Rxc2 Kf8 22. Rfc1 Ke7 23. Nd4 Ke8 24. f4 Rab8 25. e5 Nf8 26. Rc5 Rb1 27. Rxb1
Rxb1+ 28. Kf2 Rb7 29. Rc8+ Ke7 30. Ra8 Ng6 31. g3 Kd7 32. a4 Ne7 33. Nb5 Nc8
34. g4 Rxb5 35. axb5 Kc7 36. g5 hxg5 37. b6+ Kb7 38. Rxc8 Kxc8 1/2-1/2

The price for this book is $18, but it also available as an eBook, which must be cheaper. EIGHTEEN BUCKS!? Fortunately, I suggested my local library system, the Athens regional library system, the Georgia public library of the year in 2017, purchase this book, something I now deeply regret.

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USCF Board Member Wants Kirsan “Taken Out”

Allen Priest

won election to his final three year term on the Executive Board of the USCF last year and is, fortunately, term limited.

At the USCF website there is a forum thread, FIDE Bank Account Closed–Time for a New Federation?

The poster known as ChessSpawn wrote:
“Back when the Panama Papers came out linking certain high profile Russians chess persons to Putin and when Mueller first took over the investigation, I speculated about Kirsan and FIDE becoming part of the investigation. The sanctions allegations against Kirsan indicate that he has likely been doing Putin’s bidding for a long time and not simply traveling to give away chess sets.” (Postby ChessSpawn on Mon Feb 19, 2018 11:45 am #324653 )

In a reply dated Mon Feb 19, 2018 3:14 pm (#324667) Allen Priest, obviously referring to the President of FIDE, Kirsan Ilyumzhinov,

wrote: “…those that put him in have to take the action to take him out.” (http://www.uschess.org/forums/viewtopic.php?f=23&t=23866)

Take him out

To eliminate someone. To kill him. To remove someone from a situation.
“Osama bin Laden is a menace. We will take him out.” President George W Bush.
by Colby Gutierrez-Kraybill August 24, 2005

https://www.urbandictionary.com/define.php?term=Take+him+out

TRUMP TWEETSTORM

That was the headline at the Drudge Report this morning. One of my friends, Louisville Lefty, greatly surprised to hear I clicked on the hated, stridently right-wing Drudge, asked how I could do such a thing. “I want to keep an eye on the enemy,” was my response, which made him grin, which was something considering he suffered from severe depression. No doubt Trump becoming POTUS has sent him over the edge…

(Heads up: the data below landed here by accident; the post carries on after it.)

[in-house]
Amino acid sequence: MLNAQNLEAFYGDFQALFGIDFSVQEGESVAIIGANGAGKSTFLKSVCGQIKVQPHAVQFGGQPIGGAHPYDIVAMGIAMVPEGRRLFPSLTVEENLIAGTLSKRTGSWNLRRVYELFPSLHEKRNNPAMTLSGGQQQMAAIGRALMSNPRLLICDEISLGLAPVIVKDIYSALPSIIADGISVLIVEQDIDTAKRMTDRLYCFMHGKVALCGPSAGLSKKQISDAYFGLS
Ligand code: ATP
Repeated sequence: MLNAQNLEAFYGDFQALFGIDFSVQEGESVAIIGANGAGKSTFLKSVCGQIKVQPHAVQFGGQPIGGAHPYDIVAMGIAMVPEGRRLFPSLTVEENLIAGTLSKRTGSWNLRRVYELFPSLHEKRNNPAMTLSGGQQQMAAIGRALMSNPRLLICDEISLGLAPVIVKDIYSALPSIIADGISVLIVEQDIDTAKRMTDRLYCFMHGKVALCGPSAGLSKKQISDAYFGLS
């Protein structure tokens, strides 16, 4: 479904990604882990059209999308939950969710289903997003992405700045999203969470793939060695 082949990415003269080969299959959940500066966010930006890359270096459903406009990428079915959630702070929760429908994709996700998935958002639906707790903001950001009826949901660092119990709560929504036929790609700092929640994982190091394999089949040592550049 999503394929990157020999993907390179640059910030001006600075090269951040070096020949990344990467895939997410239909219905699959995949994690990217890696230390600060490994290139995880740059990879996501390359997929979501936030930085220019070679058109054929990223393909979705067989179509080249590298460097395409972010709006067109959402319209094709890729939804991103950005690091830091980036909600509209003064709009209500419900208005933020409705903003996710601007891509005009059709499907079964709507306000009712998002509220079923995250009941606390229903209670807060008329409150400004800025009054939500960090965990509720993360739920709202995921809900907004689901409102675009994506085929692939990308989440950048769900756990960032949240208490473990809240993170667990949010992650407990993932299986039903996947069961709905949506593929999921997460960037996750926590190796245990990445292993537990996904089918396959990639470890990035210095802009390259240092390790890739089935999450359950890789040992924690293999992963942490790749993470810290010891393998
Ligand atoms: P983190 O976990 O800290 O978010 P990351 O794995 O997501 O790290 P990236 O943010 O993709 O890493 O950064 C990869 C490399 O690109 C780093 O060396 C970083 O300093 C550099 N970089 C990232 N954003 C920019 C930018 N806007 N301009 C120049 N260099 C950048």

Trump, Feeling Heat & Pressure, Lashes Out

Trump lashes out over Russia probe in angry and error-laden tweetstorm

By Josh Dawsey and Philip Rucker February 18 at 9:55 PM

In a defiant and error-laden tweetstorm that was remarkable even by his own combative standards Trump

stewed aloud and lashed out with fresh anger about the intensifying Russia probe over the weekend.

Rick Wilson, a Republican strategist based in Florida and a Trump critic, said the president’s tweets read to him like “a cry for help.”

“He must be feeling a lot of different pressures building on him right now — personal and political and legal,” Wilson said. “He must feel like he has to sweep all the pieces off the chess board

and try to restart. But these problems can’t be papered over by tweets.”

https://www.washingtonpost.com/politics/trump-lashes-out-over-russia-probe-in-angry-and-error-laden-tweetstorm/2018/02/18/8224b7de-14ce-11e8-8b08-027a6ccb38eb_story.html?hpid=hp_hp-top-table-main_trumptweets-715pm%3Ahomepage%2Fstory&utm_term=.eec9f15f481d

A Pawn In The Army Of The Righteous

The American Go E-Journal has a feature, Go Spotting. After reading the Tuesday February 13, 2018 edition, Go Spotting: Altered Carbon

I decided to check it out. In season one, episode six I heard something that caused me to write it down.

“You sound like a priest.”

“If we do not know our role in this world, why are we in it?”

“A pawn in the army of the righteous can be more powerful than a king who is without faith.”